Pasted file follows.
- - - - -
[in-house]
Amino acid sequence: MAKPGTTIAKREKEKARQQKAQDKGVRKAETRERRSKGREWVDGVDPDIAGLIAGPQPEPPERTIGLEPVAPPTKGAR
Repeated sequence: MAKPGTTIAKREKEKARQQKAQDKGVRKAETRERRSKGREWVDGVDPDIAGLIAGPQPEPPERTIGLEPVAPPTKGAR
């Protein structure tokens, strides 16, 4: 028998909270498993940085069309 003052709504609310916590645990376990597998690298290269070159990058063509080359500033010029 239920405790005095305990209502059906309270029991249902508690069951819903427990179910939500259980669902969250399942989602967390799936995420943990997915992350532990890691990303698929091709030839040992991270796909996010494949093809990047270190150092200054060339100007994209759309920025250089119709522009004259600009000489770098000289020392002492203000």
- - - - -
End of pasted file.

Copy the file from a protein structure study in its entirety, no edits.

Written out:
[in-house]
Amino acid sequence: MAKPGTTIAKREKEKARQQKAQDKGVRKAETRERRSKGREWVDGVDPDIAGLIAGPQPEPPERTIGLEPVAPPTKGAR
Repeated sequence: MAKPGTTIAKREKEKARQQKAQDKGVRKAETRERRSKGREWVDGVDPDIAGLIAGPQPEPPERTIGLEPVAPPTKGAR
């Protein structure tokens, strides 16, 4: 028998909270498993940085069309 003052709504609310916590645990376990597998690298290269070159990058063509080359500033010029 239920405790005095305990209502059906309270029991249902508690069951819903427990179910939500259980669902969250399942989602967390799936995420943990997915992350532990890691990303698929091709030839040992991270796909996010494949093809990047270190150092200054060339100007994209759309920025250089119709522009004259600009000489770098000289020392002492203000």